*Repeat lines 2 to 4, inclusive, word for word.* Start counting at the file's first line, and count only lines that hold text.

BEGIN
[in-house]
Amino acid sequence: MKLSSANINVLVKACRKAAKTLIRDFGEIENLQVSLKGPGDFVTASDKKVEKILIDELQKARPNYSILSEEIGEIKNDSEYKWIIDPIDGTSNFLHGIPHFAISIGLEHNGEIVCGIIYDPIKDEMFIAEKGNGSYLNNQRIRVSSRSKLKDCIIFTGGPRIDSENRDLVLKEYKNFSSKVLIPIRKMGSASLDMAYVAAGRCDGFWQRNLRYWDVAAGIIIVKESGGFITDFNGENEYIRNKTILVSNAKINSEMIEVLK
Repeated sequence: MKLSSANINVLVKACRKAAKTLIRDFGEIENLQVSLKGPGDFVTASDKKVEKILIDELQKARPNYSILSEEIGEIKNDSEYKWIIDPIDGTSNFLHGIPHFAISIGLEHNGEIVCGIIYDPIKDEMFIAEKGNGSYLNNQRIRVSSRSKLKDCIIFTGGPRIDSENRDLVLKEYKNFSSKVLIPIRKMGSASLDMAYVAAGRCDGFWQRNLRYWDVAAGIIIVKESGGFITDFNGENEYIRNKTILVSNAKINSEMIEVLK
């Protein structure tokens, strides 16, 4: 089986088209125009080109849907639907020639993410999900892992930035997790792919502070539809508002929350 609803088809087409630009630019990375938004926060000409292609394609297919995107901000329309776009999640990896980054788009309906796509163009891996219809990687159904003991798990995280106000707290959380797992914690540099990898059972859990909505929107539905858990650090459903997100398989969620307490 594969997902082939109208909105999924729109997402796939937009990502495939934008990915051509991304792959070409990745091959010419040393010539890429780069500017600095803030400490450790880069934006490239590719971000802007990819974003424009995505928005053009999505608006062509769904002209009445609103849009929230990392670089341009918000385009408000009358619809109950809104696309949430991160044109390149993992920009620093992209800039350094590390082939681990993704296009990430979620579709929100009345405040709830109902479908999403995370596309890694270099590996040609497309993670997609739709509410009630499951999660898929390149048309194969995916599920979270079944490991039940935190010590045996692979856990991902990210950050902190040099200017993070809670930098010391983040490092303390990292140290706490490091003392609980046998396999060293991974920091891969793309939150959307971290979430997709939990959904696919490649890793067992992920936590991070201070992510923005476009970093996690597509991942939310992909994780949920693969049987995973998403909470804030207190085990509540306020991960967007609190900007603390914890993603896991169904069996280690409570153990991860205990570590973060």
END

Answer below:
Amino acid sequence: MKLSSANINVLVKACRKAAKTLIRDFGEIENLQVSLKGPGDFVTASDKKVEKILIDELQKARPNYSILSEEIGEIKNDSEYKWIIDPIDGTSNFLHGIPHFAISIGLEHNGEIVCGIIYDPIKDEMFIAEKGNGSYLNNQRIRVSSRSKLKDCIIFTGGPRIDSENRDLVLKEYKNFSSKVLIPIRKMGSASLDMAYVAAGRCDGFWQRNLRYWDVAAGIIIVKESGGFITDFNGENEYIRNKTILVSNAKINSEMIEVLK
Repeated sequence: MKLSSANINVLVKACRKAAKTLIRDFGEIENLQVSLKGPGDFVTASDKKVEKILIDELQKARPNYSILSEEIGEIKNDSEYKWIIDPIDGTSNFLHGIPHFAISIGLEHNGEIVCGIIYDPIKDEMFIAEKGNGSYLNNQRIRVSSRSKLKDCIIFTGGPRIDSENRDLVLKEYKNFSSKVLIPIRKMGSASLDMAYVAAGRCDGFWQRNLRYWDVAAGIIIVKESGGFITDFNGENEYIRNKTILVSNAKINSEMIEVLK
């Protein structure tokens, strides 16, 4: 089986088209125009080109849907639907020639993410999900892992930035997790792919502070539809508002929350 609803088809087409630009630019990375938004926060000409292609394609297919995107901000329309776009999640990896980054788009309906796509163009891996219809990687159904003991798990995280106000707290959380797992914690540099990898059972859990909505929107539905858990650090459903997100398989969620307490 594969997902082939109208909105999924729109997402796939937009990502495939934008990915051509991304792959070409990745091959010419040393010539890429780069500017600095803030400490450790880069934006490239590719971000802007990819974003424009995505928005053009999505608006062509769904002209009445609103849009929230990392670089341009918000385009408000009358619809109950809104696309949430991160044109390149993992920009620093992209800039350094590390082939681990993704296009990430979620579709929100009345405040709830109902479908999403995370596309890694270099590996040609497309993670997609739709509410009630499951999660898929390149048309194969995916599920979270079944490991039940935190010590045996692979856990991902990210950050902190040099200017993070809670930098010391983040490092303390990292140290706490490091003392609980046998396999060293991974920091891969793309939150959307971290979430997709939990959904696919490649890793067992992920936590991070201070992510923005476009970093996690597509991942939310992909994780949920693969049987995973998403909470804030207190085990509540306020991960967007609190900007603390914890993603896991169904069996280690409570153990991860205990570590973060």